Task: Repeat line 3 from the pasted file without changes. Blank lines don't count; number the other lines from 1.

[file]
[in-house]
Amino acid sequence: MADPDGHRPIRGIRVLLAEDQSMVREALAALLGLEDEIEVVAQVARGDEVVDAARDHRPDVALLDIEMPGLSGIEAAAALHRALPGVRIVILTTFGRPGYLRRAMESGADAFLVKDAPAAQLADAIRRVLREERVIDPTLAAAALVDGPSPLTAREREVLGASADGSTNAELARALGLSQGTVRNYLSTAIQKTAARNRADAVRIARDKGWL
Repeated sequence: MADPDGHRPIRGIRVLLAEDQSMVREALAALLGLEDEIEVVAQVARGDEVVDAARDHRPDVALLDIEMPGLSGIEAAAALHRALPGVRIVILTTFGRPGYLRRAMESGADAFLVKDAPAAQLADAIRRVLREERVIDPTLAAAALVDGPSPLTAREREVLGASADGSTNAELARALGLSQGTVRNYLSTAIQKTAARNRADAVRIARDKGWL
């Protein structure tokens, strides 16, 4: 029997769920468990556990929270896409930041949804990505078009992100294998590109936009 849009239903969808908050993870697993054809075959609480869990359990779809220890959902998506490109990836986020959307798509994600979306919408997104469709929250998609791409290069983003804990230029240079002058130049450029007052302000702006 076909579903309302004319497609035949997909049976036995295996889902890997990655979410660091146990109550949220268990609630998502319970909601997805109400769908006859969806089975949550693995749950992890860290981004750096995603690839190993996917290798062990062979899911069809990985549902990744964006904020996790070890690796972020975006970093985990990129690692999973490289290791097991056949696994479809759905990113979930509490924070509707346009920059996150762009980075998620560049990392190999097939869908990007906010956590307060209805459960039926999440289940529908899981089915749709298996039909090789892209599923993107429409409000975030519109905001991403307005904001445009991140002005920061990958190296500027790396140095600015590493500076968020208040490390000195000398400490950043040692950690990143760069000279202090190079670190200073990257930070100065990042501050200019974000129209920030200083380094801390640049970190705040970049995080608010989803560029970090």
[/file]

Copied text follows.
Repeated sequence: MADPDGHRPIRGIRVLLAEDQSMVREALAALLGLEDEIEVVAQVARGDEVVDAARDHRPDVALLDIEMPGLSGIEAAAALHRALPGVRIVILTTFGRPGYLRRAMESGADAFLVKDAPAAQLADAIRRVLREERVIDPTLAAAALVDGPSPLTAREREVLGASADGSTNAELARALGLSQGTVRNYLSTAIQKTAARNRADAVRIARDKGWL